I've been part of the military-industrial complex for the past ten years. The real waste is not in risky projects that sometimes fail. We need more of that, especially as today's wars wind down and we reset the force to handle a full spectrum of threats and missions, from terrorism to a major conflict with a "near peer" competitor like China or Russia.

    The real waste is in the mind-numbing, innovation-stifling bureaucracy. For every person (usually a contractor, despite the bad press) trying to actually *do* something, there are 10 people (government and contractor) worrying about budgets, funding, politics, endless layers of architecture and governance, ineffective security protocols, and, most of all, territorial "rice bowls." Almost every time I've tried to actually *do* something, I would promptly run into someone who claimed that it was their responsibility:

    "OK, great! The war fighters I'm supporting need a thing that does exactly that. What do you have?"

    "I have this PowerPoint presentation that shows my charter, my org chart, my budget, my made-up timeline, and some hand-waving architectural diagrams that don't even meet the [overwrought] DODAF standards never mind speak to the actual need."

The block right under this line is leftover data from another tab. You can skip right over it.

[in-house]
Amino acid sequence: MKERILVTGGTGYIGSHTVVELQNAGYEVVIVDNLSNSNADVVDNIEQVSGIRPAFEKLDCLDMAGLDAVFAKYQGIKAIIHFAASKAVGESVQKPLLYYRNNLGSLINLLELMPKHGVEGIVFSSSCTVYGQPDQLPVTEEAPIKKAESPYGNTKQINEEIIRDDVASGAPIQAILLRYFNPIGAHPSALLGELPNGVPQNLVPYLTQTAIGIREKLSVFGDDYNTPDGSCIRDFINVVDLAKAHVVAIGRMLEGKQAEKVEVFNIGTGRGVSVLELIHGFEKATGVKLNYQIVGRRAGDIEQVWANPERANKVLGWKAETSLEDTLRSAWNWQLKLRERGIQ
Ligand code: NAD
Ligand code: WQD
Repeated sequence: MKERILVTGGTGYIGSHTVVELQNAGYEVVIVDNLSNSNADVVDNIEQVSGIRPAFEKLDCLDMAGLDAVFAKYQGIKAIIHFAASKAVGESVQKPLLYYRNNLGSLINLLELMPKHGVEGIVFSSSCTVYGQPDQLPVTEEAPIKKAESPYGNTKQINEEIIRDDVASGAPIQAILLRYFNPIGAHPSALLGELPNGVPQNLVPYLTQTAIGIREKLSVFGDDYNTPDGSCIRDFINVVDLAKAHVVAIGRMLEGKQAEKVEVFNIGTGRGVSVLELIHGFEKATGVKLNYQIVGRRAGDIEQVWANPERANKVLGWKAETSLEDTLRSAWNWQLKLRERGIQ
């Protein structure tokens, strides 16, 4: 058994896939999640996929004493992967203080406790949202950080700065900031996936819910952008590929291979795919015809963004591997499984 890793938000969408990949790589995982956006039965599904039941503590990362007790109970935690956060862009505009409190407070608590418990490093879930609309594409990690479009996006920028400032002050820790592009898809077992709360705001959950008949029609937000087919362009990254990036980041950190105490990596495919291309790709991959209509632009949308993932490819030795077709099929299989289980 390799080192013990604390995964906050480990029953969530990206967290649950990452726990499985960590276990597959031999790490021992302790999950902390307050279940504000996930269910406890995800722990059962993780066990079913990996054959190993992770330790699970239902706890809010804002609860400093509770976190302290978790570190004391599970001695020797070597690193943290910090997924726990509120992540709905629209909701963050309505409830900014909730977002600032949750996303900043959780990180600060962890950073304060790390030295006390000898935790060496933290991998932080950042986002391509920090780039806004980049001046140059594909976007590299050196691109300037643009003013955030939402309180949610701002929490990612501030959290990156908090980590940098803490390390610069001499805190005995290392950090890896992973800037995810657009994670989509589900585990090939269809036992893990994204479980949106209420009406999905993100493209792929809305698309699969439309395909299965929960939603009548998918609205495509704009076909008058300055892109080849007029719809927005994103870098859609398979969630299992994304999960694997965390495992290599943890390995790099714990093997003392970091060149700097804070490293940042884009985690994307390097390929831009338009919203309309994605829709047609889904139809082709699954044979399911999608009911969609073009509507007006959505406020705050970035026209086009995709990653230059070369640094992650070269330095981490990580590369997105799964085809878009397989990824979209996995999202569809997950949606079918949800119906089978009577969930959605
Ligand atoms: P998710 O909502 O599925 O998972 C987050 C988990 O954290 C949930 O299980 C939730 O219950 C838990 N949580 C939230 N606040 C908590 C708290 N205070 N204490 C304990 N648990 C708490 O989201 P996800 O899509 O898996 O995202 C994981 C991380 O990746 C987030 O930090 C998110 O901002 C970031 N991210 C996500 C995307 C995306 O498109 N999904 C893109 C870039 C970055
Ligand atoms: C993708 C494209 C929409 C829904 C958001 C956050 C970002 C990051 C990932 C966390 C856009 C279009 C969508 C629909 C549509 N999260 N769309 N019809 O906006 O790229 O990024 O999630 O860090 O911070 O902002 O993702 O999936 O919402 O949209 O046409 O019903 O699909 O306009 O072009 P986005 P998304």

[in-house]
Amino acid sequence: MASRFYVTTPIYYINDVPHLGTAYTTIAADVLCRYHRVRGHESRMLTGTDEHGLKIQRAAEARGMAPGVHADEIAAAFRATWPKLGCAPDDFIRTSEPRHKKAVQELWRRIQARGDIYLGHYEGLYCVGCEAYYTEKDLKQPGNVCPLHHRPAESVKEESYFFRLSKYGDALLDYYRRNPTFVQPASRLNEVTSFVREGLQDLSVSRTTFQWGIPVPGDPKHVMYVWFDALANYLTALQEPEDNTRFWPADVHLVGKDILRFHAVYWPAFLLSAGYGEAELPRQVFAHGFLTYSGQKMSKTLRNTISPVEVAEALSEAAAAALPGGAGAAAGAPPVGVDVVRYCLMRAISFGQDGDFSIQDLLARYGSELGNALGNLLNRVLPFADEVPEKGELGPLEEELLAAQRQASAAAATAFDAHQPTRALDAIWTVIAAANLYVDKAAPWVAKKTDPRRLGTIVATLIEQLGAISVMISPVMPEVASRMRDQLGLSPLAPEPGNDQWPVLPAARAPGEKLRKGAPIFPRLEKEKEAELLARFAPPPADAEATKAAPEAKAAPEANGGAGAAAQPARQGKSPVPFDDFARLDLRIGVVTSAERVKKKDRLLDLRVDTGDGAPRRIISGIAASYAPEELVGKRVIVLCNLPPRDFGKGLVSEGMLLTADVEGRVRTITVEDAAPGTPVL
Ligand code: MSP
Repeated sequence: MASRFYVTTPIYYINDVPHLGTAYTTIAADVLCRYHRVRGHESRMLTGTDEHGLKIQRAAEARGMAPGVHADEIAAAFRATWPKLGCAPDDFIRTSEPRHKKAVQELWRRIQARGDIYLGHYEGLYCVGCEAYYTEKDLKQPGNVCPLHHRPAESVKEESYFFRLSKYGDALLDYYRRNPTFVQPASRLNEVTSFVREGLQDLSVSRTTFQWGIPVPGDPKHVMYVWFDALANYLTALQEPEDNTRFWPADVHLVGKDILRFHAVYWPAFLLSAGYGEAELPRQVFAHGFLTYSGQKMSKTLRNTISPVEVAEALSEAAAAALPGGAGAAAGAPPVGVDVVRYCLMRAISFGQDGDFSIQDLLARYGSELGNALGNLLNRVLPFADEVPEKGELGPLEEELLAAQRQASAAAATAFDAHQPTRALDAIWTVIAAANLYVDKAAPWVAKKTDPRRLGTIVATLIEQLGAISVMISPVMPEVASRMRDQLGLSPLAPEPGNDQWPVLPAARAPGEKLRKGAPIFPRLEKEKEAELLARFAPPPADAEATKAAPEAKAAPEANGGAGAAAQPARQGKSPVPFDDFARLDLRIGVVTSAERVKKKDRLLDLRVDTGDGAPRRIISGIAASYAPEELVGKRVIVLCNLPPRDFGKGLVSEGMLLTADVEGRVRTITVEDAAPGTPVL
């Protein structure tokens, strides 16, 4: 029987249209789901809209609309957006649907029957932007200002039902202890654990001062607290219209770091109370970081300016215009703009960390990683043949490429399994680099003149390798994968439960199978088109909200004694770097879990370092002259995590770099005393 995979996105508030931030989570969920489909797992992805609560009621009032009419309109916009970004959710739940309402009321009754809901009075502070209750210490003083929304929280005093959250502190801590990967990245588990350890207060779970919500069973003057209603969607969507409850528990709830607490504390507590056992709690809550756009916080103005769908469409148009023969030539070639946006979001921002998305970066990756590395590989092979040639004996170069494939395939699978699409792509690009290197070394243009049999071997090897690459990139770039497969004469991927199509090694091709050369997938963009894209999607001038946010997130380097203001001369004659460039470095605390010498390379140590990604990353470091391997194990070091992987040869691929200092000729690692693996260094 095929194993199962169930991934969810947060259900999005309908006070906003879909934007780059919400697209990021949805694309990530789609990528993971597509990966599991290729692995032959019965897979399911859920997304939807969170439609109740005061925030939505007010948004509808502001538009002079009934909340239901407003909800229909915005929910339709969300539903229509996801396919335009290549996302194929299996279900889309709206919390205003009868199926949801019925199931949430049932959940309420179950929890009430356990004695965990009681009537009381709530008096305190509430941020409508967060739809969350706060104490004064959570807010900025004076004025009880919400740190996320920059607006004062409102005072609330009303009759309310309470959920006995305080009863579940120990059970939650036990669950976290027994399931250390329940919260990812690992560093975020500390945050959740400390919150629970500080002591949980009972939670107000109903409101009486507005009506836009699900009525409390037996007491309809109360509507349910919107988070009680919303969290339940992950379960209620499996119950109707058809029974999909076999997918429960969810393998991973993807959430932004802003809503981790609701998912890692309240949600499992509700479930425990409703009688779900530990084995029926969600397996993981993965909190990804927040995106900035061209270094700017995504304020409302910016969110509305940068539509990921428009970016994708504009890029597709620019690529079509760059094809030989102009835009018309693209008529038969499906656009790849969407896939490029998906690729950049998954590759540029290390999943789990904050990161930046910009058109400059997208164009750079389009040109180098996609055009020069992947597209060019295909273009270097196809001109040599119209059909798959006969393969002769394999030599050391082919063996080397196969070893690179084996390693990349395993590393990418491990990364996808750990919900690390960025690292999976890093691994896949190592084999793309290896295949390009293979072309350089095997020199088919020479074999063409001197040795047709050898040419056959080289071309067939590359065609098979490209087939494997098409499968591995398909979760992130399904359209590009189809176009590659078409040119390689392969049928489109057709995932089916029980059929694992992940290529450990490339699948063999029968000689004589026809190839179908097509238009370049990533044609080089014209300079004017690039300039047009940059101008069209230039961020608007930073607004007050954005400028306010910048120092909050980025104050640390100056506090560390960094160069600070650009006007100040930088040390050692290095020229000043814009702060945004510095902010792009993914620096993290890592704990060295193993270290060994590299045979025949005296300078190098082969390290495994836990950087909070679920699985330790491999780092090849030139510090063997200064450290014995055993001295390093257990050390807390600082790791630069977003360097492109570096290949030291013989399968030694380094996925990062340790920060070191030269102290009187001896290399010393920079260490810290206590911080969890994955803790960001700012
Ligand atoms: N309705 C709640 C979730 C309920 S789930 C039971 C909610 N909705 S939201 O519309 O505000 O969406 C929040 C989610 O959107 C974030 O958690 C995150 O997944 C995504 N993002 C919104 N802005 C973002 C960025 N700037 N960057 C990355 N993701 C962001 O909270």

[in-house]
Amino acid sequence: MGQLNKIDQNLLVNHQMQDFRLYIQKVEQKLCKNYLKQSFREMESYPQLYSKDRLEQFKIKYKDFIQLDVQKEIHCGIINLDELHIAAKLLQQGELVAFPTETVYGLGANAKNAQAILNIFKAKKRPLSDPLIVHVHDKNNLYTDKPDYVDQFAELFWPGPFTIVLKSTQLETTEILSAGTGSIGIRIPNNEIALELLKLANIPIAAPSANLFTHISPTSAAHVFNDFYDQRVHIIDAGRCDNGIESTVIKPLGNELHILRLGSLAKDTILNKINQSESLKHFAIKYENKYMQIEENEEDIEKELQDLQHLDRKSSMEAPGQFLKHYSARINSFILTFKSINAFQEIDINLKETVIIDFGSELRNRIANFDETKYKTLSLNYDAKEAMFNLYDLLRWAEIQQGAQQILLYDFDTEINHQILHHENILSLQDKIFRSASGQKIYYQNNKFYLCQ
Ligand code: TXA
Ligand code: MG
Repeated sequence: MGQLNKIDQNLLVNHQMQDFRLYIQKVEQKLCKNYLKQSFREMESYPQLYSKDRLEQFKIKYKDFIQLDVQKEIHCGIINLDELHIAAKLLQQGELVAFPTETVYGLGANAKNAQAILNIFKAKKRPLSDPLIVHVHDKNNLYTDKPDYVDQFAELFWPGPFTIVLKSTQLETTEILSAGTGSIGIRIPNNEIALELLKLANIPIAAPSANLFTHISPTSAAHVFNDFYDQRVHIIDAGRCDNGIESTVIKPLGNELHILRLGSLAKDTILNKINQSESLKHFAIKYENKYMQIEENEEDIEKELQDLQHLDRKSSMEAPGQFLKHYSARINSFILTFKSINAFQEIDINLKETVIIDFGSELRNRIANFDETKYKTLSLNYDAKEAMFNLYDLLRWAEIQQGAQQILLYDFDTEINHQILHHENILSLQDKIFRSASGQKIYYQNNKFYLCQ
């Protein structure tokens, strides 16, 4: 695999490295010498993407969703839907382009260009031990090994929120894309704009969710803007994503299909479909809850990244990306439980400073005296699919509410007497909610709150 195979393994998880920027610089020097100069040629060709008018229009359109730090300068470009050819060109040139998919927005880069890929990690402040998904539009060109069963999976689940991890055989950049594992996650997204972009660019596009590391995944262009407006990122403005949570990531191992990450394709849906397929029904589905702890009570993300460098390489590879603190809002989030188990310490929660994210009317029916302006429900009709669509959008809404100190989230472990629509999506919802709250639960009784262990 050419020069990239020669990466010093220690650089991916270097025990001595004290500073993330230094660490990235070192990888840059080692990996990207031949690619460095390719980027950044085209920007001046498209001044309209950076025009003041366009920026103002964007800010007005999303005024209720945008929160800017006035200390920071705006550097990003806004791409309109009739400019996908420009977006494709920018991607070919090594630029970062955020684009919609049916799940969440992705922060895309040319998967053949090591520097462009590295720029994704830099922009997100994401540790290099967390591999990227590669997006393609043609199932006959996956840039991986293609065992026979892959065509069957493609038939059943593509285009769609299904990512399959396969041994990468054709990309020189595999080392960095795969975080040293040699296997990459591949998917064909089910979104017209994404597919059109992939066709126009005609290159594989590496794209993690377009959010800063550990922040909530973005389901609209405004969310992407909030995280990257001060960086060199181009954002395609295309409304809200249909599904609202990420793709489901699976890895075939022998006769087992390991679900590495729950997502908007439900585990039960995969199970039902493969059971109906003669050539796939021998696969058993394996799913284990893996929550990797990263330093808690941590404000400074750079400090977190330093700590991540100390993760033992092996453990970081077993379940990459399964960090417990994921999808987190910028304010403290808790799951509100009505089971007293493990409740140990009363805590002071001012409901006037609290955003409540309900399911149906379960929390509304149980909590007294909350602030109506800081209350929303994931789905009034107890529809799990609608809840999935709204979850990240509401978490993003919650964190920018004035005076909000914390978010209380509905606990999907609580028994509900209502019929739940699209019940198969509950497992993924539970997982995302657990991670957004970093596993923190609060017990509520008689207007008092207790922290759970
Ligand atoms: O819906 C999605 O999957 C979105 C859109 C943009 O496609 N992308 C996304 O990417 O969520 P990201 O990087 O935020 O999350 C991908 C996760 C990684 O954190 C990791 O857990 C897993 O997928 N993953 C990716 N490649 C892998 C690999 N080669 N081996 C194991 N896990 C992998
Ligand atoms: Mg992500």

"What about the actual [widget]?"

    "It should be done in 2017."

    At this point, an actual military officer (not a civilian bureaucrat), usually with boots-on-the-ground combat experience, points out that the present wars will be over in 2017. He already knows that I could build a 70% solution in a few weeks if people would just get out of the way. We depart, shaking our heads in disgust.

    But woe be unto us if we try to solve our own problem or find someone else to help us. The bureaucrat, marking time until his retirement in 2016, safely before his project craters in 2017, will raise holy hell: "Hey, it's my job to not do that!"

    The lack of technical guidance and leadership is also appalling. Some new initiatives are improving this, but too often there are no concrete guidelines at a hands-on technical level to even follow. The technical leadership role is in the hands of career bureaucrats who know their way around the org chart, but haven't a clue about the tech. Compare this to an environment like Google App Engine or the various Web 2.0/Web services ecosystems around Facebook, Amazon, Twitter, and the like where your options are clear, there is tangible guidance on what you can and cannot do, and can often go from zero to an end-to-end proof-of-concept in a few days, if not hours.